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scandals, not shocked, not shocked. >> what determines whether somebody could not only survive a sex scandal but become beloved like a kennedy, like a bill clinton, and yet others like a eliot spitzer or a weiner get crucified? >> well, i think one thing is the message, how you handle the scandal, and how you talk about it. it is coming out and admitting it. also i think there is a time and place for a comeback, and i also think those things have to be carefully mapped out. >> let's take a look at the politician being considered for a sex scandal. >> you have nothing. you have a pile of secrets and lies and you're calling it love. and in the meantime, you're letting your whole life pass you by while they raise children and celebrate anniversaries and grow old together.
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which rewards her for responsibly managing her card balance. before receiving $25 toward her balance each quarter for making more than her minimum payment on time each month. tracey got the bankamericard better balance rewards credit card, which fits nicely with everything else in life she has to balance. that's the benefit of responsibility. apply online or visit a bank of america near you.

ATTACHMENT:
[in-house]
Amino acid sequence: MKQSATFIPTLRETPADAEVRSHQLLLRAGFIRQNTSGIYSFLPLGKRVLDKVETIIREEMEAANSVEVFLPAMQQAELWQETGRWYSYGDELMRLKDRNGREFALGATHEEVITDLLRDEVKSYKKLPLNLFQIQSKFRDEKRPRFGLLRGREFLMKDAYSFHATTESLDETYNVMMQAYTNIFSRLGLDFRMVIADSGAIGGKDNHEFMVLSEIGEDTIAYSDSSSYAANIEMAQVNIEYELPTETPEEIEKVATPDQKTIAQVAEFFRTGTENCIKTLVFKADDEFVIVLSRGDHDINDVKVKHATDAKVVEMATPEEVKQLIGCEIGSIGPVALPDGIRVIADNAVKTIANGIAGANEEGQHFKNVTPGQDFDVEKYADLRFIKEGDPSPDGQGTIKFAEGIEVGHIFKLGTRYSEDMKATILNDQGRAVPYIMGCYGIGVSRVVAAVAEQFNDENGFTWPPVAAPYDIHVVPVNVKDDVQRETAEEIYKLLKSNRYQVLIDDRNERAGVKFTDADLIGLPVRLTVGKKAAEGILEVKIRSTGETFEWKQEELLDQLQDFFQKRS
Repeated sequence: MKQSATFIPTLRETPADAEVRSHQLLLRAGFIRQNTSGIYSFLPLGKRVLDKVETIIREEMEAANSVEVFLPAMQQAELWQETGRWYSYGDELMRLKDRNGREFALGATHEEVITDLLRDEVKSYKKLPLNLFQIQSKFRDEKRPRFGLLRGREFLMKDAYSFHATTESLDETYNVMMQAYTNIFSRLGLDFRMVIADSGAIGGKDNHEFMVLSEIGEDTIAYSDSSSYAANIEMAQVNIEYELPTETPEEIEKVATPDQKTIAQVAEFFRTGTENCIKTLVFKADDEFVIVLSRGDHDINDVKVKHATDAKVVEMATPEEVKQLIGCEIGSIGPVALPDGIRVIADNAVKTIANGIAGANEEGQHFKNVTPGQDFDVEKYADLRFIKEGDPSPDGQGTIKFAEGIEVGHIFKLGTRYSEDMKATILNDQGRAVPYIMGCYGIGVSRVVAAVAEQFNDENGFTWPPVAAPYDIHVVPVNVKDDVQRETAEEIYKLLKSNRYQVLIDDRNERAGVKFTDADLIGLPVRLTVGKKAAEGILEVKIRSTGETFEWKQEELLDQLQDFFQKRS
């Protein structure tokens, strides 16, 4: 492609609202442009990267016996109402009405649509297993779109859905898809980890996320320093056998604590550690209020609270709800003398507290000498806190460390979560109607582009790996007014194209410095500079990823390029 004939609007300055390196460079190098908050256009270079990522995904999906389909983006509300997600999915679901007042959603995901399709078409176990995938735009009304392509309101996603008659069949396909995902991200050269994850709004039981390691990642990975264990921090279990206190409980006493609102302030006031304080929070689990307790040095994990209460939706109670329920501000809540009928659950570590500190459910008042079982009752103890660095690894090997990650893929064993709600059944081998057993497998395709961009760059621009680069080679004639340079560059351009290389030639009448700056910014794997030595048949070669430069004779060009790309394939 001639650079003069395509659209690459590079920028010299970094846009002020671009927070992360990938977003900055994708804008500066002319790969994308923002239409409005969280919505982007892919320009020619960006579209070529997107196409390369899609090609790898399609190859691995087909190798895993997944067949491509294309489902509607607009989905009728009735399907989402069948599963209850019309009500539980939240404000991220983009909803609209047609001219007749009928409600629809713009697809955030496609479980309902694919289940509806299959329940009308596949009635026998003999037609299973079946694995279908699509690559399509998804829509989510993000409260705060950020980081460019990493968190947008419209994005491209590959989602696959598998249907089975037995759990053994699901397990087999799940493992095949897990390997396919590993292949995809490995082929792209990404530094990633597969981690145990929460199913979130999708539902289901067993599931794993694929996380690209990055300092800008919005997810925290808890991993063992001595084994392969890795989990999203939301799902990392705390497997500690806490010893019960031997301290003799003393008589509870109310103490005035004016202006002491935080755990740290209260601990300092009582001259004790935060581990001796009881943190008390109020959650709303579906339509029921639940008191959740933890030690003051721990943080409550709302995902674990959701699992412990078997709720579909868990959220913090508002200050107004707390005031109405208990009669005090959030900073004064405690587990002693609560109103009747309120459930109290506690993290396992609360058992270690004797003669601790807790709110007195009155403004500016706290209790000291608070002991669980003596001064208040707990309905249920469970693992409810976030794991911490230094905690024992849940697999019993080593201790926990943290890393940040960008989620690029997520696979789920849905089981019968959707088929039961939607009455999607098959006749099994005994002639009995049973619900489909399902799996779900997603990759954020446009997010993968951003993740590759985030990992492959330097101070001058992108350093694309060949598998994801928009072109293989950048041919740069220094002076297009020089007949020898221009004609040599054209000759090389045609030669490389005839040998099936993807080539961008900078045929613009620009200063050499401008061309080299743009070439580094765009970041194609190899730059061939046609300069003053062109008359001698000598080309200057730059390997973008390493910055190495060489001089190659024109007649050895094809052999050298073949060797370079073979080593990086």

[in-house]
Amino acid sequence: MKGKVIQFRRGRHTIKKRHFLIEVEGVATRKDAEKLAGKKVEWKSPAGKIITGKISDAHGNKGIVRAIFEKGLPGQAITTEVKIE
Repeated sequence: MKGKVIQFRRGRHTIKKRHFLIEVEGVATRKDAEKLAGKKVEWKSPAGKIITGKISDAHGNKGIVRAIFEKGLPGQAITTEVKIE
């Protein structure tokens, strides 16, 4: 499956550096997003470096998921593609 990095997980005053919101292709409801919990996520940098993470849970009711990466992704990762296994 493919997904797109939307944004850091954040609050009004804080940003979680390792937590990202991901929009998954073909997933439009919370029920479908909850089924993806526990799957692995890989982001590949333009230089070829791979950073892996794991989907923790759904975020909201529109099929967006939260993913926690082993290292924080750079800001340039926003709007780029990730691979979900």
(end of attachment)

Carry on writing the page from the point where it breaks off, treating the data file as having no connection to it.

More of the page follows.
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back with me now, inspiration for the hit show, "scandal" tweet me @piersmorgan. what does judy listen to first? her heart, head, or facts when taking on a new client? >> i would say i listen to the facts first. and the reason is because the facts are tricky. a lot of times when people are in crisis they want to look at facts the way they want them to be and not the true facts. it gets distorted there. i think the facts are important first. >> how scandalous is your life? >> incredibly.